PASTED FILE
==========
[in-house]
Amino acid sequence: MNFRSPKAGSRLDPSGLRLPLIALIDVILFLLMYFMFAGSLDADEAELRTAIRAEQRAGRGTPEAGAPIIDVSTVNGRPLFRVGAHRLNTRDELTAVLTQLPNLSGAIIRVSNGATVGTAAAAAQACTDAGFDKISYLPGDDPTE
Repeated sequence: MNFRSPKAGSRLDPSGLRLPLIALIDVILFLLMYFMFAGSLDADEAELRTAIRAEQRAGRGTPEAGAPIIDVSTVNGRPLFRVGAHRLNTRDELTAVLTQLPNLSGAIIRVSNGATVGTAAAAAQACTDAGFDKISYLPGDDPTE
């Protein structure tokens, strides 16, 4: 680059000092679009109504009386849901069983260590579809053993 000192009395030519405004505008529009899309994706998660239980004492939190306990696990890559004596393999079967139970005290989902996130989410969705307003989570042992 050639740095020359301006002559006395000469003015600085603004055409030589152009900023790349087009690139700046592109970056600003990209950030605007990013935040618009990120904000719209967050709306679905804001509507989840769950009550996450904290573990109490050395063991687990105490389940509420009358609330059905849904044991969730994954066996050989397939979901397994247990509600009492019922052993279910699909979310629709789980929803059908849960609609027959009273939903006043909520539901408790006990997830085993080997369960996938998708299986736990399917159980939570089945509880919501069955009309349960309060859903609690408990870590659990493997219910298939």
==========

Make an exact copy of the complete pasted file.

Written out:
[in-house]
Amino acid sequence: MNFRSPKAGSRLDPSGLRLPLIALIDVILFLLMYFMFAGSLDADEAELRTAIRAEQRAGRGTPEAGAPIIDVSTVNGRPLFRVGAHRLNTRDELTAVLTQLPNLSGAIIRVSNGATVGTAAAAAQACTDAGFDKISYLPGDDPTE
Repeated sequence: MNFRSPKAGSRLDPSGLRLPLIALIDVILFLLMYFMFAGSLDADEAELRTAIRAEQRAGRGTPEAGAPIIDVSTVNGRPLFRVGAHRLNTRDELTAVLTQLPNLSGAIIRVSNGATVGTAAAAAQACTDAGFDKISYLPGDDPTE
């Protein structure tokens, strides 16, 4: 680059000092679009109504009386849901069983260590579809053993 000192009395030519405004505008529009899309994706998660239980004492939190306990696990890559004596393999079967139970005290989902996130989410969705307003989570042992 050639740095020359301006002559006395000469003015600085603004055409030589152009900023790349087009690139700046592109970056600003990209950030605007990013935040618009990120904000719209967050709306679905804001509507989840769950009550996450904290573990109490050395063991687990105490389940509420009358609330059905849904044991969730994954066996050989397939979901397994247990509600009492019922052993279910699909979310629709789980929803059908849960609609027959009273939903006043909520539901408790006990997830085993080997369960996938998708299986736990399917159980939570089945509880919501069955009309349960309060859903609690408990870590659990493997219910298939």